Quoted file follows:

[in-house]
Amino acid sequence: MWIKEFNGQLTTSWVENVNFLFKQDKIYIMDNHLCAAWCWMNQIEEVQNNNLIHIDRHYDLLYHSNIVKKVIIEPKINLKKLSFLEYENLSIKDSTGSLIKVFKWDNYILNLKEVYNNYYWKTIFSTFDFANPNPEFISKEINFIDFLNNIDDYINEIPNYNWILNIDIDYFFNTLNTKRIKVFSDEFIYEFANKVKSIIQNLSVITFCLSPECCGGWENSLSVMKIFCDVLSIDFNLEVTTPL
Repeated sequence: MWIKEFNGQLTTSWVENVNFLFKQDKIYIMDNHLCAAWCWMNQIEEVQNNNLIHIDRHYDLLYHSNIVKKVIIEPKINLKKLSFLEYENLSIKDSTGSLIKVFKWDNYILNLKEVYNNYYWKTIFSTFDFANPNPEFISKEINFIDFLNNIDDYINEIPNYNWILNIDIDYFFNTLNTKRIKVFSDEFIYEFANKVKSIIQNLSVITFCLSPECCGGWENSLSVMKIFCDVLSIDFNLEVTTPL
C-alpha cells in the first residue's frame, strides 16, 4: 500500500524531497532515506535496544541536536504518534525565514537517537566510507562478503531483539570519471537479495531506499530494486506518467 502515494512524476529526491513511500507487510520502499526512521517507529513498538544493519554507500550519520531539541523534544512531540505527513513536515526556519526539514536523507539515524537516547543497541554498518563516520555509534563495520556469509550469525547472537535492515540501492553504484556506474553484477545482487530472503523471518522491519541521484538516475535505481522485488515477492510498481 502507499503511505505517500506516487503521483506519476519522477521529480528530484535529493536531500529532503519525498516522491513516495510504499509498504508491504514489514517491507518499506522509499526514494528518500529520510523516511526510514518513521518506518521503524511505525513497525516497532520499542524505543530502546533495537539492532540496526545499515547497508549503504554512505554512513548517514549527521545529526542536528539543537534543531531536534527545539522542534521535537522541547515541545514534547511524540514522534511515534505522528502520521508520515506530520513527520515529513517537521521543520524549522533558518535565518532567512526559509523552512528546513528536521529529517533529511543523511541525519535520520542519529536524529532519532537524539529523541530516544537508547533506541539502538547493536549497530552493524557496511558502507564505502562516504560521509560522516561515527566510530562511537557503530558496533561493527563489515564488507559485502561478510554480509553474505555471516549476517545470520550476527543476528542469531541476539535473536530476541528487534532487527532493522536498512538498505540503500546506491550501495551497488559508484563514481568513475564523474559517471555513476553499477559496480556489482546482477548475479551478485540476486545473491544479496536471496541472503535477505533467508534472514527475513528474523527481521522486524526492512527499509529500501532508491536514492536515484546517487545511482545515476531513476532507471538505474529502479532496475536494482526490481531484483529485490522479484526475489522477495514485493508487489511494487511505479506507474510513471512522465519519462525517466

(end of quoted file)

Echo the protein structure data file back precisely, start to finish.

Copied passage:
[in-house]
Amino acid sequence: MWIKEFNGQLTTSWVENVNFLFKQDKIYIMDNHLCAAWCWMNQIEEVQNNNLIHIDRHYDLLYHSNIVKKVIIEPKINLKKLSFLEYENLSIKDSTGSLIKVFKWDNYILNLKEVYNNYYWKTIFSTFDFANPNPEFISKEINFIDFLNNIDDYINEIPNYNWILNIDIDYFFNTLNTKRIKVFSDEFIYEFANKVKSIIQNLSVITFCLSPECCGGWENSLSVMKIFCDVLSIDFNLEVTTPL
Repeated sequence: MWIKEFNGQLTTSWVENVNFLFKQDKIYIMDNHLCAAWCWMNQIEEVQNNNLIHIDRHYDLLYHSNIVKKVIIEPKINLKKLSFLEYENLSIKDSTGSLIKVFKWDNYILNLKEVYNNYYWKTIFSTFDFANPNPEFISKEINFIDFLNNIDDYINEIPNYNWILNIDIDYFFNTLNTKRIKVFSDEFIYEFANKVKSIIQNLSVITFCLSPECCGGWENSLSVMKIFCDVLSIDFNLEVTTPL
C-alpha cells in the first residue's frame, strides 16, 4: 500500500524531497532515506535496544541536536504518534525565514537517537566510507562478503531483539570519471537479495531506499530494486506518467 502515494512524476529526491513511500507487510520502499526512521517507529513498538544493519554507500550519520531539541523534544512531540505527513513536515526556519526539514536523507539515524537516547543497541554498518563516520555509534563495520556469509550469525547472537535492515540501492553504484556506474553484477545482487530472503523471518522491519541521484538516475535505481522485488515477492510498481 502507499503511505505517500506516487503521483506519476519522477521529480528530484535529493536531500529532503519525498516522491513516495510504499509498504508491504514489514517491507518499506522509499526514494528518500529520510523516511526510514518513521518506518521503524511505525513497525516497532520499542524505543530502546533495537539492532540496526545499515547497508549503504554512505554512513548517514549527521545529526542536528539543537534543531531536534527545539522542534521535537522541547515541545514534547511524540514522534511515534505522528502520521508520515506530520513527520515529513517537521521543520524549522533558518535565518532567512526559509523552512528546513528536521529529517533529511543523511541525519535520520542519529536524529532519532537524539529523541530516544537508547533506541539502538547493536549497530552493524557496511558502507564505502562516504560521509560522516561515527566510530562511537557503530558496533561493527563489515564488507559485502561478510554480509553474505555471516549476517545470520550476527543476528542469531541476539535473536530476541528487534532487527532493522536498512538498505540503500546506491550501495551497488559508484563514481568513475564523474559517471555513476553499477559496480556489482546482477548475479551478485540476486545473491544479496536471496541472503535477505533467508534472514527475513528474523527481521522486524526492512527499509529500501532508491536514492536515484546517487545511482545515476531513476532507471538505474529502479532496475536494482526490481531484483529485490522479484526475489522477495514485493508487489511494487511505479506507474510513471512522465519519462525517466